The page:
Rebel Records' testament to recording the bluegrass gospel revelation, from its inception to the present day.
Bluegrass and gospel music have such a natural association with each other that the distinction between them can seem ambiguous. Applying the "high lonesome" sound of bluegrass to any dusty road can make it sound like the glory road. Bluegrass gospel music throws the Good Book at the intricate string work and high-pitched harmonizing that are the definition of traditional bluegrass. Time-Life has used recordings from premier bluegrass label Rebel Records to compile Gloryland: 30 Bluegrass Gospel Classics, a two-disc set showcasing the major players of the genre, including both traditional and contemporary artists
The Stanley Brothers, Carter and Ralph, was one of the earliest bluegrass groups. Included are two tracks with Ralph alone and two previously unreleased tracks recorded by the duo, originally released under the pseudonym John's Gospel Quartet. The Stanley Brothers' "Somebody Touched Me" and Don Reno and Red Smiley's "Shine Hallelujah Shine" display the breakneck-tempo picking style that takes them running right past the gates of heaven. This dizzying virtuosity is contrasted by sparse tracks that highlight the faithful lyrics. Cliff Waldron's 1970s cover of "Just a Closer Walk With Thee" has a clean, airy sound, as he drawls out each phrase. He ropes it in near the end, turning it into a devotional ballad.
Family groups are the cornerstone of this roots-driven genre. "I Just Want to Thank You Lord" by the Marshall Family is an uplifting modern gospel featuring the writing, solo and mid–song testifying of Judy Marshall. Her warbled lilt is accentuated by the delicately plucked banjo and enveloped by the harmonizing of the other family members. Buck White and the Down Home Folks' "Down Home Gospel Medley" is not only a medley of hymns, but voices as well. The different solos organically, almost chaotically, come to the forefront, stepping aside for one another in the manner of an impromptu backyard session.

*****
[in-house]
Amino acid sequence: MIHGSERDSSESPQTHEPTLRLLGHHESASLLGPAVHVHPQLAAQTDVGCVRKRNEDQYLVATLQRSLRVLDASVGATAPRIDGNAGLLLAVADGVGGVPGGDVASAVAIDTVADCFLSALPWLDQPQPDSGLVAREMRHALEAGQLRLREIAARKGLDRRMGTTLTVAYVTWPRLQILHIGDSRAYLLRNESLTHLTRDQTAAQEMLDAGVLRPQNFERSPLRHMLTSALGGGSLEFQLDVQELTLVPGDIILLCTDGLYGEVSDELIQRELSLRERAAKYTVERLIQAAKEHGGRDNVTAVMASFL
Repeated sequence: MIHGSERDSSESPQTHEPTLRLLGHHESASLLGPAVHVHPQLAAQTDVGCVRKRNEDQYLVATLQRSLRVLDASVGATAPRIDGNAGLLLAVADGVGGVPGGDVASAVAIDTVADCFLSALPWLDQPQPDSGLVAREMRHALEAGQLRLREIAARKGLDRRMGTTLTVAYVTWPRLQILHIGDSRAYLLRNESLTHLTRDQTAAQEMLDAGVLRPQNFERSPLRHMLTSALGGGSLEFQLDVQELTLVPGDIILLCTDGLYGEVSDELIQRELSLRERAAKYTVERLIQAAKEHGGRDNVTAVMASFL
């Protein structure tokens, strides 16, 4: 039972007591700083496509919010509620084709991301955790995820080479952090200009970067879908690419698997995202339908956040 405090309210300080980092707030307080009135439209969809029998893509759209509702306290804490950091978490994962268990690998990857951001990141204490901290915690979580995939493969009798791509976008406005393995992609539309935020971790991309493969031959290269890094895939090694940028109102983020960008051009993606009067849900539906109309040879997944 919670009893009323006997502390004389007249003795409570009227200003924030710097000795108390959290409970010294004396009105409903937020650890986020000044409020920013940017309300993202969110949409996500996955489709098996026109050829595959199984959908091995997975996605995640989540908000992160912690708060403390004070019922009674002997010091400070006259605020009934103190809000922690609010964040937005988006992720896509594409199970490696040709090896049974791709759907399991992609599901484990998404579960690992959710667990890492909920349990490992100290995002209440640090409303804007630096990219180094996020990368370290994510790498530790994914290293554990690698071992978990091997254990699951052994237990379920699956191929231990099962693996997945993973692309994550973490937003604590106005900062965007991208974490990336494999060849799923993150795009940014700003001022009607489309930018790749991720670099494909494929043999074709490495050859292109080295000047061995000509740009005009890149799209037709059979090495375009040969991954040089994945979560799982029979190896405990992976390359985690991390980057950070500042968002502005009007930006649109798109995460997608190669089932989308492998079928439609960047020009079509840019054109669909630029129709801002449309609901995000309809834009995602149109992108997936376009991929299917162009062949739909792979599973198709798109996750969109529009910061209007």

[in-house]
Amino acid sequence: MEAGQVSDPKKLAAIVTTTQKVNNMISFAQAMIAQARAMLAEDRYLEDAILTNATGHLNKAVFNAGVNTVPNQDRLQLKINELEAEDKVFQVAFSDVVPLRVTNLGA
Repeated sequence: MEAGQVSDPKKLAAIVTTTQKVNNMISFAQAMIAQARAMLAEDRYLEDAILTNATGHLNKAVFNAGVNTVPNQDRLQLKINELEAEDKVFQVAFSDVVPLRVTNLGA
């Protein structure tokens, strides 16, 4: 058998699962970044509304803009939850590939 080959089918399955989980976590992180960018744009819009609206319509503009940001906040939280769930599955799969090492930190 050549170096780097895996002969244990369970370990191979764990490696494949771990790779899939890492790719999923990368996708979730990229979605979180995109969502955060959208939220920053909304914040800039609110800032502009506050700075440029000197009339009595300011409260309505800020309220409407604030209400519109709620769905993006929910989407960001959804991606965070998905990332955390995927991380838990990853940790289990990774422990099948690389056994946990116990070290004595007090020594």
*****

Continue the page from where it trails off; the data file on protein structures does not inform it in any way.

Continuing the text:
Fortunately, contemporary bluegrass gospel involves more than applying bluegrass elements to Michael W. Smith lyrics. Rather the traditional structure and style are followed, but slightly updated. The Country Gentlemen was the first commercially viable group, and the leader of the progressive bluegrass gospel front, with their use of songs from disparate genres and a vocal and instrumental tightening of the sound. On a rare live recording of "Bright Morning Star" you can hear the focus on exceptionally melded and arranged harmonies. Traditional bluegrass groups tended to exclude women, except when they were the mother or daughter of a family group. "First Step to Heaven" showcases Rhonda Vincent, one of the most successful contemporary female artists, leading her original family band, The Sally Mountain Show. Larry Sparks' "I've Just Seen the Rock of Ages" sounds like a B-side from the mainstreaming O Brother Where Art Thou soundtrack, with its side-of-the-mouth, nasal redemptive howl.
One notable absence on the track listing is Bill Monroe. Monroe was inarguably the first musician to establish the roots of bluegrass. The name of the genre itself was taken from his band Monroe and the Blue Grass Boys, formed in the early '40s. Unfortunately, Monroe never recorded for Rebel Records, which authorizes the exclusion. Still, an overview of bluegrass gospel seems a bit incomplete without a contribution from Monroe.
For the untuned bluegrass gospel ear, the diverse sampling will allow you to determine if you care to venture further down from the mountain. And the inclusion of previously unreleased and unissued tracks makes the set a valuable addition for those well-versed in the genre. Alongside some companion napstered Bill Monroe tracks, Gloryland: 30 Bluegrass Gospel Classics listens like an historical archive of bluegrass gospel, from its beginnings to the present day.